Immersed in Paintings

Months ago, when I first read about the Imagine Van Gogh exhibition, I was keen to experience it. It was originally scheduled to be shown from March 27 to May 2, and I bought tickets for the family. Then, it was postponed for three weeks because of Covid-19 restrictions. Our tickets were transferred to the new dates.

Later, when the province did not reopen as expected, the exhibition was postponed again and I was given the option of waiting to see when or if the event would occur again or to get a refund. I chose to get a refund, and then I mostly forgot all about it.

Then, in the middle of July I read a news article that told me the exhibit, which had actually opened on July 6, was due to close at the end of the month. Since then it has been extended and will be open until September, but I didn’t know that until at the time. In any case, I made a spur-of-the-moment decision and bought a ticket for July 28.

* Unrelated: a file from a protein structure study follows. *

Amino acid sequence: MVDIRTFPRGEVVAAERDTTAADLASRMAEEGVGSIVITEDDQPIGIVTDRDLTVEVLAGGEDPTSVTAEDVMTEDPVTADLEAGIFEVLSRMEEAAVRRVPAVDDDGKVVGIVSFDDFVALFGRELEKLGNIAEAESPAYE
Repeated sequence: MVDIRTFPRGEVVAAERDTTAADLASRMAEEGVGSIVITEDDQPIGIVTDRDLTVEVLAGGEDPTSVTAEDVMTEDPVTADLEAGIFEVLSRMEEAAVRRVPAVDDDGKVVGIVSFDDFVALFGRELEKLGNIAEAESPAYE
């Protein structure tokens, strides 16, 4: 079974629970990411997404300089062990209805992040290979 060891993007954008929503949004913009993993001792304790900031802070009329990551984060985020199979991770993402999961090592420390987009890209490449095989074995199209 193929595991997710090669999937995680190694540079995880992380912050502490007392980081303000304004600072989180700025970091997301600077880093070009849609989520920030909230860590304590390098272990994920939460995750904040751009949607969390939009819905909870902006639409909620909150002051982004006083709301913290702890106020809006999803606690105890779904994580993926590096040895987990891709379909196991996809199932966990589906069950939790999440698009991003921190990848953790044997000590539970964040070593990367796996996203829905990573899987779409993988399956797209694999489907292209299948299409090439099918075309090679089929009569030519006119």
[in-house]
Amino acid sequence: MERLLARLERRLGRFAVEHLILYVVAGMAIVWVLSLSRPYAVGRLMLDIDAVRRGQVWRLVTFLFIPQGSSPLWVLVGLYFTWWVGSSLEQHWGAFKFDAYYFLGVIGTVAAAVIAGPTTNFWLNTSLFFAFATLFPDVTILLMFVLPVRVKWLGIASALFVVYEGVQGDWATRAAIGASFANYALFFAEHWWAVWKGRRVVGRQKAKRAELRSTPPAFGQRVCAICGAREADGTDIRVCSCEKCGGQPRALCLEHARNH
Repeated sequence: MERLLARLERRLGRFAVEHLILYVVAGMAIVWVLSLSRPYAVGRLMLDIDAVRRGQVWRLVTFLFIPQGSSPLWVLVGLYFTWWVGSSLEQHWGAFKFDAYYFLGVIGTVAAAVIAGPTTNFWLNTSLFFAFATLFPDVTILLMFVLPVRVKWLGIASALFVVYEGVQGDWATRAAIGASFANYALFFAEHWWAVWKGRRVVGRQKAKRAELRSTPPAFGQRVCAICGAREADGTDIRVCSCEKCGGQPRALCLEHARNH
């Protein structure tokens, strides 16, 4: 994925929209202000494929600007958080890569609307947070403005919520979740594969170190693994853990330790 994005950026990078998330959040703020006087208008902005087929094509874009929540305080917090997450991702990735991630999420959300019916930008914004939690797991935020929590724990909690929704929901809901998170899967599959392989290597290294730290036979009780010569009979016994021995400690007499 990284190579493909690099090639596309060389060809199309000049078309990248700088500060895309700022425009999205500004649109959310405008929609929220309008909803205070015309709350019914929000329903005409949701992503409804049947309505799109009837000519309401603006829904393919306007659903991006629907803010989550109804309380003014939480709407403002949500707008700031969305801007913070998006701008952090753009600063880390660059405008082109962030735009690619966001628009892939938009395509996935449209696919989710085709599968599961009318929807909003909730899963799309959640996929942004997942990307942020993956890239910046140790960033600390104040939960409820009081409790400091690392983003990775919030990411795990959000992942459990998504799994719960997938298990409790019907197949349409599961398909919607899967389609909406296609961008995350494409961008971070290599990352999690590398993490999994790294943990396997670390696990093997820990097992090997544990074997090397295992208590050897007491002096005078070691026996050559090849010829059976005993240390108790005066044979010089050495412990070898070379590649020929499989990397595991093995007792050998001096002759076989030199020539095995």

I am so glad that I went. On first entering the exhibition space I saw lots of boards displaying information about the history of the art and the artist, an exploration of Van Gogh’s wisdom and mental health, and some explanation of the development of the exhibition. Then I entered the second space which is where the main event was taking place.

It is an amazing experience to place yourself into a famous painting. Several paintings, actually. The exhibition is a light and sound experience that bathes the viewer in the colours of the art. Even the floor you stand on becomes a part of the paintings. The pictures here don’t do it justice because it is a constantly changing visual and aural experience and photos can only capture brief moments. I thought about taking a video but decided against it because it, too, would fail to show the full effect of the images that are all around the viewers.

At one point, while I was standing beside one of the walls of images, I realized I was the same size as one of the brush strokes! That is when I started to think about being a part of the art, the role of the viewer, and the ways in which Imagine Van Gogh brings the art and the viewer together. If you get a chance to see this exhibition in your area, I recommend it.

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